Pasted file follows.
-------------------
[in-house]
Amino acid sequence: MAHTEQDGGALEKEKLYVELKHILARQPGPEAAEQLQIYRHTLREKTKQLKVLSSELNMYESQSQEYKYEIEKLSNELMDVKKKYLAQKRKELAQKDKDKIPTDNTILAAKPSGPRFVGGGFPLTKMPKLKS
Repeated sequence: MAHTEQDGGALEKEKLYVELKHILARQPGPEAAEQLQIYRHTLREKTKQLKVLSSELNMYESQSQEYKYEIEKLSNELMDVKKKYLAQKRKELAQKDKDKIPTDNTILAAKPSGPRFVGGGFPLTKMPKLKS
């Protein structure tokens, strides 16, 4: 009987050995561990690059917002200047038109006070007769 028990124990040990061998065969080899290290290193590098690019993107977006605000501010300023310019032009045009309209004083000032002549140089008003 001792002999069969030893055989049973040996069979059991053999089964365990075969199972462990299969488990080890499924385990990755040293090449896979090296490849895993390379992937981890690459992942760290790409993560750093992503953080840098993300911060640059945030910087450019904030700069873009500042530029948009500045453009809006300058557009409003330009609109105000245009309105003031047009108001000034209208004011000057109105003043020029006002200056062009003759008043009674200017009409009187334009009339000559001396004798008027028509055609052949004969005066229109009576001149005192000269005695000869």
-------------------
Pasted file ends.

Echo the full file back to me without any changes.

[in-house]
Amino acid sequence: MAHTEQDGGALEKEKLYVELKHILARQPGPEAAEQLQIYRHTLREKTKQLKVLSSELNMYESQSQEYKYEIEKLSNELMDVKKKYLAQKRKELAQKDKDKIPTDNTILAAKPSGPRFVGGGFPLTKMPKLKS
Repeated sequence: MAHTEQDGGALEKEKLYVELKHILARQPGPEAAEQLQIYRHTLREKTKQLKVLSSELNMYESQSQEYKYEIEKLSNELMDVKKKYLAQKRKELAQKDKDKIPTDNTILAAKPSGPRFVGGGFPLTKMPKLKS
């Protein structure tokens, strides 16, 4: 009987050995561990690059917002200047038109006070007769 028990124990040990061998065969080899290290290193590098690019993107977006605000501010300023310019032009045009309209004083000032002549140089008003 001792002999069969030893055989049973040996069979059991053999089964365990075969199972462990299969488990080890499924385990990755040293090449896979090296490849895993390379992937981890690459992942760290790409993560750093992503953080840098993300911060640059945030910087450019904030700069873009500042530029948009500045453009809006300058557009409003330009609109105000245009309105003031047009108001000034209208004011000057109105003043020029006002200056062009003759008043009674200017009409009187334009009339000559001396004798008027028509055609052949004969005066229109009576001149005192000269005695000869």